Which One of These Designs Will Become New Zealand’s Next Flag?

The Kiwis might be about to go through a radical, graphic-design oriented identity change.

The next design could be any one of these. Image courtesy of

A flag is more than a piece of cloth that floats in the breeze: it’s also an identity. In New Zealand, that identity might be about to radically change. As of this week, the tiny island nation began to consider new designs that would potentially replace its traditional flag. There are currently 40 flags in the running, from the geometric to the whimsical, all submitted by the public.

New Zealand’s current, boring flag.

For decades New Zealand’s flag has been a point of controversy, with citizens arguing that the Union Jack occuping its top-left quarter--a reminder of New Zealand’s genesis as a British colony--does not represent the wildely unique country and its heritage. The topic has become so heated that last year Prime Minister John Key was forced by public opinion to announce a referendum on the flag, which will ultimately be held in 2016. After it was announced, the government was flooded with over 10,000 submissions.

To make the flag more unique to the region, many proposals included easily recognizable motifs like the silver fern and the koru. As Hyperallergic pointed out, the fern “already appears on the country’s coat of arms and its one-dollar coin, not to mention the merchandise of many of its sports teams; the spiral-shape koru, which is Māori for “loop,” celebrates its diverse population, of which nearly 15% identify as being part of the indigenous group.”

Discussed on the government’s website, this potential new flag should “unmistakably be from New Zealand and celebrate us as a progressive, inclusive nation that is connected to its environment, and has a sense of its past and a vision for its future.”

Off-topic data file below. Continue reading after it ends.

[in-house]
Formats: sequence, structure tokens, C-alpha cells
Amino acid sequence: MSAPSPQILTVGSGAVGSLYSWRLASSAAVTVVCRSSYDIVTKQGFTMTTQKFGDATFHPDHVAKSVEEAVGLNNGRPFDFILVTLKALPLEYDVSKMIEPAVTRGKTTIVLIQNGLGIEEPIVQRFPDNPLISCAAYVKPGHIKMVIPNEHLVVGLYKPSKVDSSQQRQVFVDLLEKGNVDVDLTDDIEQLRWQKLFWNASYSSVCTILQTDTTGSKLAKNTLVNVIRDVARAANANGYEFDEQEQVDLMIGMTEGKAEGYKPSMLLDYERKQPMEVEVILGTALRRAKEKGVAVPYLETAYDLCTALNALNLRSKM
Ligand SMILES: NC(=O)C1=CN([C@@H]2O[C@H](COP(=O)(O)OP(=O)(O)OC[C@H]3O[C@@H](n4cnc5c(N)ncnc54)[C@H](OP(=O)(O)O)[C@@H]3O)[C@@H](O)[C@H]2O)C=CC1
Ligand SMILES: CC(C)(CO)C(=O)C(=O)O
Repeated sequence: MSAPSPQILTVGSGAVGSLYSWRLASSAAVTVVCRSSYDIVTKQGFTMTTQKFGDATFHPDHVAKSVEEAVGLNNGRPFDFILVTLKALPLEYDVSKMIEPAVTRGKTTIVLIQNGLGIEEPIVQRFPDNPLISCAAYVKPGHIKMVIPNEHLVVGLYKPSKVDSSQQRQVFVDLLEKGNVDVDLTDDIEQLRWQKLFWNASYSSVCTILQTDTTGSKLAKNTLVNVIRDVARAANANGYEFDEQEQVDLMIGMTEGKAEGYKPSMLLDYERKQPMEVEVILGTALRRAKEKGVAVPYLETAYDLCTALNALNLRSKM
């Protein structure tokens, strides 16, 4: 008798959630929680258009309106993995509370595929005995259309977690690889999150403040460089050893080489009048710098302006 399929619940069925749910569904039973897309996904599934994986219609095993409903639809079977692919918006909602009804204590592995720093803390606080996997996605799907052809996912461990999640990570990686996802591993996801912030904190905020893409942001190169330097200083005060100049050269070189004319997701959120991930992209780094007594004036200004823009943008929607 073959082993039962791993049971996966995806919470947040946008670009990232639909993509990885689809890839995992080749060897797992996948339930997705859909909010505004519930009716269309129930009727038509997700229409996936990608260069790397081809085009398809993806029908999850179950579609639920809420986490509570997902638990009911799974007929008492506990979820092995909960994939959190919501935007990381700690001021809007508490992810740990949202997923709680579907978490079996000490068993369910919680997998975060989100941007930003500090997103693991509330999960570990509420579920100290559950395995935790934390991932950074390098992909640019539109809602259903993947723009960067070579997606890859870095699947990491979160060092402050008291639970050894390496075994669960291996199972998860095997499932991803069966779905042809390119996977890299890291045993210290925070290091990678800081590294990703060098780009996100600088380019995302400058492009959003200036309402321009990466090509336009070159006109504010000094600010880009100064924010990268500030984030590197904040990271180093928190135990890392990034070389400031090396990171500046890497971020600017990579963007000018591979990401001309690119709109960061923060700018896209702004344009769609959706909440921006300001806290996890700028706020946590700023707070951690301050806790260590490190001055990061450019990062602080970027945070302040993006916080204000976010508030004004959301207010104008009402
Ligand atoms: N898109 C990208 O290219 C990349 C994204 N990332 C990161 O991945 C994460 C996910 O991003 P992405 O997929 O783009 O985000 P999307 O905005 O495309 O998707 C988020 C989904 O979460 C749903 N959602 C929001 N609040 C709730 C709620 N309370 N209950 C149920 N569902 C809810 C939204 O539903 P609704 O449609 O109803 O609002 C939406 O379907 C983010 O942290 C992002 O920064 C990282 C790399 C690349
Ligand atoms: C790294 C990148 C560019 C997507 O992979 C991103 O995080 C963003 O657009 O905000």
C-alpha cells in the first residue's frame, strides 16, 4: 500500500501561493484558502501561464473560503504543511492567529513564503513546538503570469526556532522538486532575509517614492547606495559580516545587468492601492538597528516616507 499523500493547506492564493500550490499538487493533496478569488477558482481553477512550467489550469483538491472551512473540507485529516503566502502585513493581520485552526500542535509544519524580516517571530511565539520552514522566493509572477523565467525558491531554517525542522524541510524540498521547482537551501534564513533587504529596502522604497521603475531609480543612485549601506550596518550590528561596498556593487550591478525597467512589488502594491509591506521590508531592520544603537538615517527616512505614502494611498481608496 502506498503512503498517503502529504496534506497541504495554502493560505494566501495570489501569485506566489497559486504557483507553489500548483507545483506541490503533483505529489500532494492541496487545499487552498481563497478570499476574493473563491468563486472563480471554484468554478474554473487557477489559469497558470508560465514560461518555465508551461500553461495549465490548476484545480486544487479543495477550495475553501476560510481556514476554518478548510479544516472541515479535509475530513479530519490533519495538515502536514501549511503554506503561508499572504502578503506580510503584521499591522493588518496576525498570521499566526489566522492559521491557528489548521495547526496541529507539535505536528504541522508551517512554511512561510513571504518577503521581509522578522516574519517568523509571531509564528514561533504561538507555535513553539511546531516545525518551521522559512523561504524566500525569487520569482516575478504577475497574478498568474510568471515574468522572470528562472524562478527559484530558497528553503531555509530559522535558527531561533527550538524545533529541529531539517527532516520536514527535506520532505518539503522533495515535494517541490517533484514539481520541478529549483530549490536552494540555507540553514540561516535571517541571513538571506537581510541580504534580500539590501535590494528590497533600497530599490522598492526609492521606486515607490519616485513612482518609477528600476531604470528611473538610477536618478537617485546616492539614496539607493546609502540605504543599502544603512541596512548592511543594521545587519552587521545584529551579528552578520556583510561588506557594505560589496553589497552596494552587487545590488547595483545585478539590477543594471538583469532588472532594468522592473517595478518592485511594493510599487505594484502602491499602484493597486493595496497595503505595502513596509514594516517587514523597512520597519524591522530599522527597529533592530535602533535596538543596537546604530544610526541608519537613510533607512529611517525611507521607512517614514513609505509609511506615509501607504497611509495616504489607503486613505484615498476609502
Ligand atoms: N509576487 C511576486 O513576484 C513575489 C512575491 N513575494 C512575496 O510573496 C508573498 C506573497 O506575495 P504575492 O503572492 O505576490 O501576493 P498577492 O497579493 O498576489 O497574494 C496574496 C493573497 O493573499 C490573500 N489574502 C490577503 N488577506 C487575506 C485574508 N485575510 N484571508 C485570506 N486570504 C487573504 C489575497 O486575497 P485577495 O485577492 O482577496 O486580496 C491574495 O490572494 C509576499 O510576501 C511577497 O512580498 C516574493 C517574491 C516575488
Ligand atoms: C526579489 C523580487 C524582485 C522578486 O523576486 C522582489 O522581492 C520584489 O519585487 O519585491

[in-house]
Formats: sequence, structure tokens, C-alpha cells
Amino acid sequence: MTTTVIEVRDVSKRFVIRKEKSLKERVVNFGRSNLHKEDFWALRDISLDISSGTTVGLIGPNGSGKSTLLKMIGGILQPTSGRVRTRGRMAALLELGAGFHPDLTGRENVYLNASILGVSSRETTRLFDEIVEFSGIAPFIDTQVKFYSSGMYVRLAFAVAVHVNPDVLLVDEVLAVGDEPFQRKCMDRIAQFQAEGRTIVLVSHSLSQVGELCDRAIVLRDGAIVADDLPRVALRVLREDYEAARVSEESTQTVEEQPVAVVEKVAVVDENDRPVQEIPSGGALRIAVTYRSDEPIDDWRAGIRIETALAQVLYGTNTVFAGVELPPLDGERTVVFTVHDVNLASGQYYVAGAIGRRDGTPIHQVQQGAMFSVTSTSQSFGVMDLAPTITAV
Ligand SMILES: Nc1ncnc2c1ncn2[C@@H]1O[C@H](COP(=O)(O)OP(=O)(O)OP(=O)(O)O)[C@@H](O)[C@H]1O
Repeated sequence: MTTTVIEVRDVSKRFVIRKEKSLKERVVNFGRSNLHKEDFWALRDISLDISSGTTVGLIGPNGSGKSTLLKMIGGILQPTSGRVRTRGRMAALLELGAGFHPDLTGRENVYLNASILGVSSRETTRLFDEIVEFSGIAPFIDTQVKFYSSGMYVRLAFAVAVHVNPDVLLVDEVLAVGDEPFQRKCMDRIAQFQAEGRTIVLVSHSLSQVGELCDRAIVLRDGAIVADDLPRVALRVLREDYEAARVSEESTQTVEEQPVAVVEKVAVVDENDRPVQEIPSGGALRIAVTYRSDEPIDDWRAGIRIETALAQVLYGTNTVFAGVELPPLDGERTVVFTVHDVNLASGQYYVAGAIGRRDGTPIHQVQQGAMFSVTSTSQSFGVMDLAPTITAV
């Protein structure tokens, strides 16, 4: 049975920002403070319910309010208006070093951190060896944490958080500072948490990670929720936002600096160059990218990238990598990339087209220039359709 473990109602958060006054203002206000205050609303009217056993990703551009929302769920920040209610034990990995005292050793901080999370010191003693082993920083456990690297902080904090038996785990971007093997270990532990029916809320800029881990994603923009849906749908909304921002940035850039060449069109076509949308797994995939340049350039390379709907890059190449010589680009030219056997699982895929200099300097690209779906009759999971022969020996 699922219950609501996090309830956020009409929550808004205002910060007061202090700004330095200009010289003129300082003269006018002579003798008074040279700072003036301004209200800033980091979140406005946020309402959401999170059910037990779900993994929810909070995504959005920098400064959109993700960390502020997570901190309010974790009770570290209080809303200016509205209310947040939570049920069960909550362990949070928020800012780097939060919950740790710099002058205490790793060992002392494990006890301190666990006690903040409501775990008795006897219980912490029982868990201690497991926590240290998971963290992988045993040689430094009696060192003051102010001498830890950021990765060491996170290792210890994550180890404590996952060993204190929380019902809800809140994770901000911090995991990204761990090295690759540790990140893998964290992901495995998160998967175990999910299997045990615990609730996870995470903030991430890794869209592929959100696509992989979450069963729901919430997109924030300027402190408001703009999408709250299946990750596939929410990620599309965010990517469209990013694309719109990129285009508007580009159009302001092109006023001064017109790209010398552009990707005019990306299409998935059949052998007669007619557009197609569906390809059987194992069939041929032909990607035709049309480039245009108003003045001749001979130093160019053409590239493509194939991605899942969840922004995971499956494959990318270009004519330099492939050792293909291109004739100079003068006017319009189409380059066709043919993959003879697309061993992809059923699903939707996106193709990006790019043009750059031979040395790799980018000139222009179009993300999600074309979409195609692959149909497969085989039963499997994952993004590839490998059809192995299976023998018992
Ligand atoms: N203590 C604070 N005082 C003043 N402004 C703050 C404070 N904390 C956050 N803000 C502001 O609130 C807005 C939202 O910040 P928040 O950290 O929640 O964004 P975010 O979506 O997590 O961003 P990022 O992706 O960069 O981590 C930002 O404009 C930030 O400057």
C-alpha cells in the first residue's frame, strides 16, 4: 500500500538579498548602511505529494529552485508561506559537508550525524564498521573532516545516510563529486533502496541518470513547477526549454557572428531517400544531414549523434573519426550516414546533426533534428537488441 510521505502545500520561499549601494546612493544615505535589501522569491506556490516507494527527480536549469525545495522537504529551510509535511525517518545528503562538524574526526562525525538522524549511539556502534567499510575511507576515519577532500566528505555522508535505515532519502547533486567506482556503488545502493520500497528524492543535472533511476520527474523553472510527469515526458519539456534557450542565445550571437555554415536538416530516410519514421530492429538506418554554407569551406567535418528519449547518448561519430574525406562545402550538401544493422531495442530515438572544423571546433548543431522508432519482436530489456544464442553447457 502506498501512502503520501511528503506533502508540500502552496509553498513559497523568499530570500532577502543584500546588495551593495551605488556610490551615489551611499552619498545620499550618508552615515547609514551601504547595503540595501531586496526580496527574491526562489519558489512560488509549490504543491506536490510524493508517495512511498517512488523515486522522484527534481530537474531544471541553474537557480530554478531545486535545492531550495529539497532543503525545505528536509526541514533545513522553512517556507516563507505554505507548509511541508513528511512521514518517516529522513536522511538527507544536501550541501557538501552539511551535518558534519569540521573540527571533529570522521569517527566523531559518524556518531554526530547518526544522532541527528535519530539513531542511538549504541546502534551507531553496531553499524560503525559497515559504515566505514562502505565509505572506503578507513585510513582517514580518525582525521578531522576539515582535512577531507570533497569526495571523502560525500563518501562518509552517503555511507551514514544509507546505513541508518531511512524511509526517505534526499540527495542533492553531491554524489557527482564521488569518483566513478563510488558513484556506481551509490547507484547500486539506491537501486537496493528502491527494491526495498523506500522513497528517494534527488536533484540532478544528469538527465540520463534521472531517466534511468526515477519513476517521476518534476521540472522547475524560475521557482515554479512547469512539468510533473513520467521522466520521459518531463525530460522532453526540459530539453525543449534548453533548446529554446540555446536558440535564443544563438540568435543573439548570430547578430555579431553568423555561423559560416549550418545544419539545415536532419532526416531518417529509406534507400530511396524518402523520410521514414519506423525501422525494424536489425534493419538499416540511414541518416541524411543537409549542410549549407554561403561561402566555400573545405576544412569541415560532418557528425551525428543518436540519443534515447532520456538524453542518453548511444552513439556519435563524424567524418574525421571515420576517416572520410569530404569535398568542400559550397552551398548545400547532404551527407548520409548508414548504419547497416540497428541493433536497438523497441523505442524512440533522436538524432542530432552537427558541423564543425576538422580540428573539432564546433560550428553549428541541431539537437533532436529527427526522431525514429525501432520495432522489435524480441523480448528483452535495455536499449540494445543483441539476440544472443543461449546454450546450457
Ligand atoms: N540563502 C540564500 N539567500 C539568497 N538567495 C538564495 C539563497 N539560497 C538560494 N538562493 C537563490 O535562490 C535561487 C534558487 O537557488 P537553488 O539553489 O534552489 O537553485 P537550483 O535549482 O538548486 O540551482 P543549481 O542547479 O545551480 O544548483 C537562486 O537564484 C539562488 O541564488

Silver Fern (Black & White) by Kyle Lockwood

Silver Fern (Black & White) by Kyle Lockwood

Koru Fin by Daniel Crayford and Leon Cayford

Unity Koru by Paul Densem

Huihui/Together by Sven Baker

For the full list, check out the 40 designs currently on display here.

Julian Meehan

Young leaders from around the world are gathering at the United Nations Headquarters in New York Saturday to address arguably the most urgent issue of our time. The Youth Climate Summit comes on the heels of an international strike spearheaded by Greta Thunberg, the 16-year-old climate activist from Sweden, who arrived in New York via emissions-free sailboat earlier this month.

Translated from Swedish, "berg" means "mountain," so it may feel fated that a young woman with Viking blood in her veins and summit in her name would be at the helm. But let's go out on a limb and presume Thunberg, in keeping with most activists, would chafe at the notion of pre-ordained "destiny," and rightly so. Destiny is passive — it happens to you. It's also egomaniacal. Change, on the other hand, is active; you have to fight. And it is humble. "We need to get angry and understand what is at stake," Thunberg declared. "And then we need to transform that anger into action."

This new generation of activists' most pernicious enemy is denial. The people in charge — complacent politicians and corporation heads who grossly benefit from maintaining the status quo — are buffered from real-life consequences of climate change. But millions of people don't share that privilege. For them, climate change isn't an abstract concept, but a daily state of emergency, whether it comes in the form of "prolonged drought in sub-Saharan Africa…devastating tropical storms sweeping across Southeast Asia, the Caribbean and the Pacific…[or] heatwaves and wildfires," as Amnesty International reportsare all too real problems people are facing on a regular basis.

RELATED: Greta Thunberg urges people to turn to nature to combat climate change

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"We need to act right now to stop burning fossil fuels and ensure a rapid energy revolution with equity, reparations and climate justice at its heart," organizers say.

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People often dream about their significant others and studies show it actually affects how we behave towads them the next day.

"A lot of people don't pay attention to their dreams and are unaware of the impact they have on their state of mind," said Dylan Selterman, psychology lecturer at the University of Maryland, says according to The Huffington Post. "Now we have evidence that there is this association."

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